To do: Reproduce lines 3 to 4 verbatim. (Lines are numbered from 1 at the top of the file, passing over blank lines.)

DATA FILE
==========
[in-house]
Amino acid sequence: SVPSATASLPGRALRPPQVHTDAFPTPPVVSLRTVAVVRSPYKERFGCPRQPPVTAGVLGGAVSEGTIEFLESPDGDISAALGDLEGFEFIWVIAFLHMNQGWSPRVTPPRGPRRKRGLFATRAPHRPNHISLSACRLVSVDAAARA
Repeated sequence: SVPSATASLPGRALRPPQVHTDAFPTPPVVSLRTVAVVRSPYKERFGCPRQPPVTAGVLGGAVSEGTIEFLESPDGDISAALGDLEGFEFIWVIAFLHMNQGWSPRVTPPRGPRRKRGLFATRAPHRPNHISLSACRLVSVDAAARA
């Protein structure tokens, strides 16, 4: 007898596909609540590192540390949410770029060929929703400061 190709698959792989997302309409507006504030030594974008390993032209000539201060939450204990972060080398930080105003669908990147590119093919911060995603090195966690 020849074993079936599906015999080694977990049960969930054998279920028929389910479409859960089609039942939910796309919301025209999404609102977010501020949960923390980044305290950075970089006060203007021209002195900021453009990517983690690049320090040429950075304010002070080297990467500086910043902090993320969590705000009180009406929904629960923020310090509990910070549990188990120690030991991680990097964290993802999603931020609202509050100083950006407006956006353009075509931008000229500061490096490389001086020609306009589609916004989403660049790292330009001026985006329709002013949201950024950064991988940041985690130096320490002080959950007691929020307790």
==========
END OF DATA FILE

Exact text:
Repeated sequence: SVPSATASLPGRALRPPQVHTDAFPTPPVVSLRTVAVVRSPYKERFGCPRQPPVTAGVLGGAVSEGTIEFLESPDGDISAALGDLEGFEFIWVIAFLHMNQGWSPRVTPPRGPRRKRGLFATRAPHRPNHISLSACRLVSVDAAARA
């Protein structure tokens, strides 16, 4: 007898596909609540590192540390949410770029060929929703400061 190709698959792989997302309409507006504030030594974008390993032209000539201060939450204990972060080398930080105003669908990147590119093919911060995603090195966690 020849074993079936599906015999080694977990049960969930054998279920028929389910479409859960089609039942939910796309919301025209999404609102977010501020949960923390980044305290950075970089006060203007021209002195900021453009990517983690690049320090040429950075304010002070080297990467500086910043902090993320969590705000009180009406929904629960923020310090509990910070549990188990120690030991991680990097964290993802999603931020609202509050100083950006407006956006353009075509931008000229500061490096490389001086020609306009589609916004989403660049790292330009001026985006329709002013949201950024950064991988940041985690130096320490002080959950007691929020307790």